Herman Cain has discovered that being at the top of a presidential primary campaign is not a comfortable place.
Any frontrunner is under pressure to answer the most obtuse questions, and the candidate’s speeches and gestures and even clothing choices come under the microscope. This is typical.
Yet in Herman Cain’s case, being the African American frontrunner in the Republican primary to unseat the country’s first non-white president is a bit like being, to borrow an old Southern idiom, a long-tailed cat in a room full of rocking chairs.
In Cain’s case, the media critique isn’t solely about the soundness of his policies or the validity of his credentials.
Instead, he has come under fire for the homespun manner in which he delivers his message. He says he’s being himself. However, if a recent New York Times article highlighting Herman Cain’s Southern-fried sense of humor is any indication, Cain is getting tagged as a minstrel.
If you’re an African American, no matter if you’re from the streets or a certified Calvin Klein-wearing preppy, those are fighting words. It’s the kind of blow that might make even some of his detractors wince just a little bit. I know I did.
Critics pointed to a recent interview Cain did with the Christian Broadcast Network. When the interviewer asked Cain if he was ready for “gotcha questions” like who’s the president of Uzbekistan, he responded: “When they ask me who is the president of Ubeki-beki-beki-beki-stan-stan I’m going to say you know, I don’t know. Do you know?”
No, I don’t know, but I immediately knew that Cain had been reading from the George W. Bush playbook. Bush, Ivy League-educated and the heir to an established political dynasty, spun folksiness and errant rhetorical gaffes into political gold, convincing people that he was just like regular folks.
In a Republican primary featuring uptight Mitt Romney, and with the prospect of taking on President Obama, who is criticized for being dispassionate and professorial, Cain has gained traction as the plainspoken everyman with a preacher’s cadence and comedic timing.
But this strategy distracts attention away from the success story that is Herman Cain. When people speak of living the American Dream, Cain is one of those men to whom this ideal is writ large.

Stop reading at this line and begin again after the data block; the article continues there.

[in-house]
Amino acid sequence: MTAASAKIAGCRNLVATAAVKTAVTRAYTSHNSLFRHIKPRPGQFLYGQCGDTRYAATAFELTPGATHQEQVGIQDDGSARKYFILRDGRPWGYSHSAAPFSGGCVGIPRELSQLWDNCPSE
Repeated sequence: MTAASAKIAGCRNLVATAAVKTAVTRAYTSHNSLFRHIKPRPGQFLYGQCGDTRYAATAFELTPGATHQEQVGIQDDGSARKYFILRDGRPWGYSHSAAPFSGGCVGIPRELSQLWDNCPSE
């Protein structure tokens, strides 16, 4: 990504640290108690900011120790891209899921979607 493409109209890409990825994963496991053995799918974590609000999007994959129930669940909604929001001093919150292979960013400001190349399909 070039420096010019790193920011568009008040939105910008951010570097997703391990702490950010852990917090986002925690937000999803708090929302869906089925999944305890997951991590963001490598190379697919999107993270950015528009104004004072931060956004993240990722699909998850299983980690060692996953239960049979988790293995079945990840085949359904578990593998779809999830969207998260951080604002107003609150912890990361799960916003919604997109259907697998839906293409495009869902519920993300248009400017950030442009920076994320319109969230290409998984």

Memphis-born but raised in Atlanta, Cain grew up “poor but happy,” as he put it, the son of a hardworking father and mother who instilled in him a sense of spiritual commitment to do something worthy in the world.
He has a bachelor’s degree in mathematics from Morehouse, a historically black college with a list of distinguished alumni that rivals any university in the country. Cain later earned a master’s degree in computer science from Purdue University, while working as a mathematician for the Department of the Navy. His exemplary record as chief executive officer of Godfather’s Pizza has been verified by the Pulitzer Prize-winning website PolitiFact.com.
Cain’s problem is that he’s oriented his political persona down a path that is unsustainable. When he likens himself to Haagen-Dazs Black Walnut, or when he says his Secret Service codename should be “Cornbread,” he tragically conjures up a repulsive “Amos & Andy” character.
This not only negates a chance at a constructive dialogue about his political ideology but also threatens to sully his truly remarkable life narrative.
Cain should be himself, but maybe not so much.
Fred McKissack Jr. is a former editorial writer who lives in Fort Wayne, Ind. His latest book is “Best Shot in the West,” a graphic novel about the black cowboy Nat Love is scheduled to be released this January by Chronicle Books. He can be reached firstname.lastname@example.org.
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